And you dont need to create variable heapsize = node.heap() because this variable eats around 55bytes in heap, u can run the node.heap() direct instead of heapsize

    Best regards,

    1. Thanks for the input, but it seems that Lua doesn’t do any kind of garbage collection, so after using a variable, even if you set it to nil, the previous allocated space remains there. For example, in one of my posts, when using MQTT and an unbound array to publish events, even if I set nil to previous used entries after a while it bombs out without memory.

      Also this posts was done with a older NodeMcu versions. Things might be better now, but in reality NodeMcu is great for quick development times at the cost of some stability and the impossibility of doing certain things possible in the native SDK.

  2. Hi, I have done some experiment with very good results, here is code:

    conn=net.createConnection(net.TCP, false)
    i = 0
    conn:on(“receive”, function(conn, pl) i = i+1 conn:send(“POST /dweet/for/espwireless?temperature=” .. i .. “&solar=” .. ..”&heap=”.. node.heap() .. ” HTTP/1.1\r\nHost:\r\n”..”Connection: keep-alive\r\nAccept: */*\r\n\r\n”) print(i) end)
    conn:send(“POST /dweet/for/espwireless?temperature=10&solar=800 HTTP/1.1\r\nHost:\r\n”..”Connection: keep-alive\r\nAccept: */*\r\n\r\n”)

    First if u dont know is a cloud for data form sensors, u can post data and that data is stored in server, and can be acessed in real time anywhere. Also u can link it to to have gauge to read sensors and more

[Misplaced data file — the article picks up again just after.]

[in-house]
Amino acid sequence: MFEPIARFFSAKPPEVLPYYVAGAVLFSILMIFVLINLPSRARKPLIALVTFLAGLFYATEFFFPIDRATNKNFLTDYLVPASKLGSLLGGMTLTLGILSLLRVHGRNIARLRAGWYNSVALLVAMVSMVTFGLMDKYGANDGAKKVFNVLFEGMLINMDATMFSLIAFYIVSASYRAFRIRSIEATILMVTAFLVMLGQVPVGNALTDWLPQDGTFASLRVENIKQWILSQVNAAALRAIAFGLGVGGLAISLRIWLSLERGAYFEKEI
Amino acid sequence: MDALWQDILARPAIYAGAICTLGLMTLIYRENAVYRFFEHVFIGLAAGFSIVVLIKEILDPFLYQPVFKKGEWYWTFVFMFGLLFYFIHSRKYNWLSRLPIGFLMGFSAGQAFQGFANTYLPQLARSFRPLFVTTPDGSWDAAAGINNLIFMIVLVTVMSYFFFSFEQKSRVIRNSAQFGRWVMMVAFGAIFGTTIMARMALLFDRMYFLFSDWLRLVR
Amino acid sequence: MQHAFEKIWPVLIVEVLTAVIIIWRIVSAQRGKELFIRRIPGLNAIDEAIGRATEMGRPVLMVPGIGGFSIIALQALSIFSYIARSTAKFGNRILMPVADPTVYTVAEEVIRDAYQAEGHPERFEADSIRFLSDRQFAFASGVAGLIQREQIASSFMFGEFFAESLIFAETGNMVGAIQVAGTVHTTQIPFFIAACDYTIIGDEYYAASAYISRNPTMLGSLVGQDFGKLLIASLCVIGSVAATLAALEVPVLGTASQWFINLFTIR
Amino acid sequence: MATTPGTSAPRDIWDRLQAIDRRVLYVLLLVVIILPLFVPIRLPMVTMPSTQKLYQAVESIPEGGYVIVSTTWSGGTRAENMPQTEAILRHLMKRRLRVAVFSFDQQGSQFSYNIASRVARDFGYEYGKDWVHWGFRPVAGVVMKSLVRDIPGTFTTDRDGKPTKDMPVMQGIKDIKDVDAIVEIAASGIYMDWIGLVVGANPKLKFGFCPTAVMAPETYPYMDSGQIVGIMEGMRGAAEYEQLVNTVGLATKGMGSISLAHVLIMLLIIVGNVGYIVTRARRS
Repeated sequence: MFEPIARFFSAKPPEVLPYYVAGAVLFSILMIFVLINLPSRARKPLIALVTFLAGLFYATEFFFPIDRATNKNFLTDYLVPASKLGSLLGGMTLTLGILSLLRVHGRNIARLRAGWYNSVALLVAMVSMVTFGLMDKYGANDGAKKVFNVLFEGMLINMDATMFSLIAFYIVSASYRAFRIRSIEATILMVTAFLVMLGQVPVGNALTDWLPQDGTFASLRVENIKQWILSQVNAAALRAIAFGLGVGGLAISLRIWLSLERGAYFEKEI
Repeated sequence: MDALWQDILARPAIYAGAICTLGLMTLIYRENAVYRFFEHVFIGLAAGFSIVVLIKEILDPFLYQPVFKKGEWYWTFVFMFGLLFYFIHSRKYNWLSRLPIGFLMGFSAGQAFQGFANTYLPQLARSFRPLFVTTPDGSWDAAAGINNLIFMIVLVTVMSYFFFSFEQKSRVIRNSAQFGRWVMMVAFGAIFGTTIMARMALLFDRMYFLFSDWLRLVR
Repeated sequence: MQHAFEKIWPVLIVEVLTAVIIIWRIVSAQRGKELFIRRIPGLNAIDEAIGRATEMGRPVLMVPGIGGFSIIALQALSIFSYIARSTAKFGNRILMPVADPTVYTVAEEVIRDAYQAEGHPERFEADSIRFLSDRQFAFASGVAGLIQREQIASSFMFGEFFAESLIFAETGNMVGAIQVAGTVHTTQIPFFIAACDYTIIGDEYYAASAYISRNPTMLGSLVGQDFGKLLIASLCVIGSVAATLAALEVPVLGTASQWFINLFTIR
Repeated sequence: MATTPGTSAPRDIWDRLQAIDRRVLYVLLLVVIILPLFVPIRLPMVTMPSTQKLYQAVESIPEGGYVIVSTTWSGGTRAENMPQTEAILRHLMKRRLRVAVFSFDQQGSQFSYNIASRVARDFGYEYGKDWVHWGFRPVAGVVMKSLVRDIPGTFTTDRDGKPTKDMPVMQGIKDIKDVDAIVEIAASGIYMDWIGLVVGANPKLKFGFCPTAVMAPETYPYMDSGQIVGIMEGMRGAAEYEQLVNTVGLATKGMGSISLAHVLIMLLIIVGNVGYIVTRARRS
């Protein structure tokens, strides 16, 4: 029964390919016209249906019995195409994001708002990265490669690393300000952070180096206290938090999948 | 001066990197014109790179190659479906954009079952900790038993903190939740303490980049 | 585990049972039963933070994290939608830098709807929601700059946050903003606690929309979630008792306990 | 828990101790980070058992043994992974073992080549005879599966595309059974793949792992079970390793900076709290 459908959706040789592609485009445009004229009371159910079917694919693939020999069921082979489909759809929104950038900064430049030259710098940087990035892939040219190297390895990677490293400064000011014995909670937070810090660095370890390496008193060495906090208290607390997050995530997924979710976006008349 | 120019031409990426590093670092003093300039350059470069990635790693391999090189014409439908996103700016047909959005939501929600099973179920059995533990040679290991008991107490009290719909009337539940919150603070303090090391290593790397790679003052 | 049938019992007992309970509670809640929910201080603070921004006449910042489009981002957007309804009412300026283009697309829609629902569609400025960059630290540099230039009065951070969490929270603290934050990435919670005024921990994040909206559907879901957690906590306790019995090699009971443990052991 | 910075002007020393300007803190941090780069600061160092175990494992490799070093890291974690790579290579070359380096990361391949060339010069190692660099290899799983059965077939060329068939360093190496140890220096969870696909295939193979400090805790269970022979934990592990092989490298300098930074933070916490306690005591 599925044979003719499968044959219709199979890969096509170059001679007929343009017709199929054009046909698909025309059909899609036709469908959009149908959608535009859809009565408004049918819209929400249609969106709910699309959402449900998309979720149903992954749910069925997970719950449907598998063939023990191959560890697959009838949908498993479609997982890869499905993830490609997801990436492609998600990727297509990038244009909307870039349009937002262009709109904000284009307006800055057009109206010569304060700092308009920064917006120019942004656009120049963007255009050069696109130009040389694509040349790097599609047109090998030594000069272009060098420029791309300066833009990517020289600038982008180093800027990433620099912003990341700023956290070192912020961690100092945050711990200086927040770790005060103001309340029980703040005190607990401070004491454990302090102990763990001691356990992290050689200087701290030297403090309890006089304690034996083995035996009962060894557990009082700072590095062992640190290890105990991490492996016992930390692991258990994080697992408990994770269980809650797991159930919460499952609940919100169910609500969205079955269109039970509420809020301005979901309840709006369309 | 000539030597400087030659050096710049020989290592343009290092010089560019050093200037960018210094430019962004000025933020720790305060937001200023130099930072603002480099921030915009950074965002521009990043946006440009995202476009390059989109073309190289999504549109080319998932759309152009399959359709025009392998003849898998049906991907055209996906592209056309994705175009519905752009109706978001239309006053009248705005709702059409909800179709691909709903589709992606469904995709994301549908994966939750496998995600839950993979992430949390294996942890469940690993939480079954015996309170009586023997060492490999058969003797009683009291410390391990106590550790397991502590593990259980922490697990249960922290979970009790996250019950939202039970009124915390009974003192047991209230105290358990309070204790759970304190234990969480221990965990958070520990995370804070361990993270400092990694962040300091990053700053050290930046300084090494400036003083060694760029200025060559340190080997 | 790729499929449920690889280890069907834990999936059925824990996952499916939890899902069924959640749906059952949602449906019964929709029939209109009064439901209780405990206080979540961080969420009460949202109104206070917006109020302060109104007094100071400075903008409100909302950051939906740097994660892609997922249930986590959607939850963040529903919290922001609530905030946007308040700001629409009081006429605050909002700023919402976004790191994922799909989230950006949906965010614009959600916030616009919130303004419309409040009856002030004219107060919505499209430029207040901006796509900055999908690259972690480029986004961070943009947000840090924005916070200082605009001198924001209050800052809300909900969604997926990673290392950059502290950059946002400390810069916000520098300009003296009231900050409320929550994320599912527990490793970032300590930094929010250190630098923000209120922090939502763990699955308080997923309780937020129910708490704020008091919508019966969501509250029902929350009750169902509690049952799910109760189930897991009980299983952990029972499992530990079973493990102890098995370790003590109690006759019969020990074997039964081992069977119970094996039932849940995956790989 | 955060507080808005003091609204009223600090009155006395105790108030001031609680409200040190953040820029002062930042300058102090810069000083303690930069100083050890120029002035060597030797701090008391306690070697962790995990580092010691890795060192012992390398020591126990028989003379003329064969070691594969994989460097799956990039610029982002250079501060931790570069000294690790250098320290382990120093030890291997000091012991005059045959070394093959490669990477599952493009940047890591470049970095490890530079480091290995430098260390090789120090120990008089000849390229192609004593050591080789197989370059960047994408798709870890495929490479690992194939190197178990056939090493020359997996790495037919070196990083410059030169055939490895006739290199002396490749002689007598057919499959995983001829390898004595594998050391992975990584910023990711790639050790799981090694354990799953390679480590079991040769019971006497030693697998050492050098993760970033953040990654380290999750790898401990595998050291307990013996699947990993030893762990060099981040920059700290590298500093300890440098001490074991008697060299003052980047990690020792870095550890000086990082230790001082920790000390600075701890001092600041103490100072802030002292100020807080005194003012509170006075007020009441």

My gauge test board is that one is linked to dweet espwireless object that contains those two variables.

    But about the code, this make a loop on connections, when receive payload it starts another connection to web site, persistence.
    This can query site real fast, for example i was using 3g acess point and get about 30 updates per second on the gauge meters, thats amazing refresh rate. And heap remains stable at about 19000k
    If connected to wireless router the ping is less than 3g mobile I think u can get much much more update rate.
    To see how much fast is refresh rate u can see is publishing useconds running time to web site

    But u can limit updates per second by adding some delay between receive function and conn:send
    conn:on(“receive”, function(conn, pl) i = i+1 DELAY conn:send(…

    Best regards,Vito

    1. Correction: not 30updates per second but arround 7.25updates/second (tested in a 1Mbps upload link).
      Each time i variable increment is one post request and back response, I archived a rate of 300updates in 41seconds meaning that each update will take aprox. 137ms

    2. Thanks for the input. I do know that existed, but never used it. I’ll have a go with it. Regarding the post, and the heap issues, the post was done with an older (for now, that is) NodeMcu version, so it might be very different now. Things are getting better as newer versions of NodeMcu are released.

  3. Heap shown in web site is more 1500k than real, because after node.heap() are stored more variables. But remains constant
    As I said heap remains about 19000k in real

    1. Thanks for the info!

      I’ll have a look at the thread, but as things are going they only can improve 🙂
      This post is rather old and refers to an obsolete NodeMcu firmware version.